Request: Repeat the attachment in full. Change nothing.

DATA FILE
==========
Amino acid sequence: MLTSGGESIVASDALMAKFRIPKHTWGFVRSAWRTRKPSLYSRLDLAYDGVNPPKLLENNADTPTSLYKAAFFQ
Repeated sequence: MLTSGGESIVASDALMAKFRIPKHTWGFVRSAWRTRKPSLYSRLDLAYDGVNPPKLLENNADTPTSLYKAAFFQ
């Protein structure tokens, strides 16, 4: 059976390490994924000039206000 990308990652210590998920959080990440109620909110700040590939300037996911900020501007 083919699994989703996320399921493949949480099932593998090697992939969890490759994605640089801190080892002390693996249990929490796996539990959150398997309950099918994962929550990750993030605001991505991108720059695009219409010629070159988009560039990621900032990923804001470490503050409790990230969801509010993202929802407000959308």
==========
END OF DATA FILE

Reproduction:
Amino acid sequence: MLTSGGESIVASDALMAKFRIPKHTWGFVRSAWRTRKPSLYSRLDLAYDGVNPPKLLENNADTPTSLYKAAFFQ
Repeated sequence: MLTSGGESIVASDALMAKFRIPKHTWGFVRSAWRTRKPSLYSRLDLAYDGVNPPKLLENNADTPTSLYKAAFFQ
């Protein structure tokens, strides 16, 4: 059976390490994924000039206000 990308990652210590998920959080990440109620909110700040590939300037996911900020501007 083919699994989703996320399921493949949480099932593998090697992939969890490759994605640089801190080892002390693996249990929490796996539990959150398997309950099918994962929550990750993030605001991505991108720059695009219409010629070159988009560039990621900032990923804001470490503050409790990230969801509010993202929802407000959308």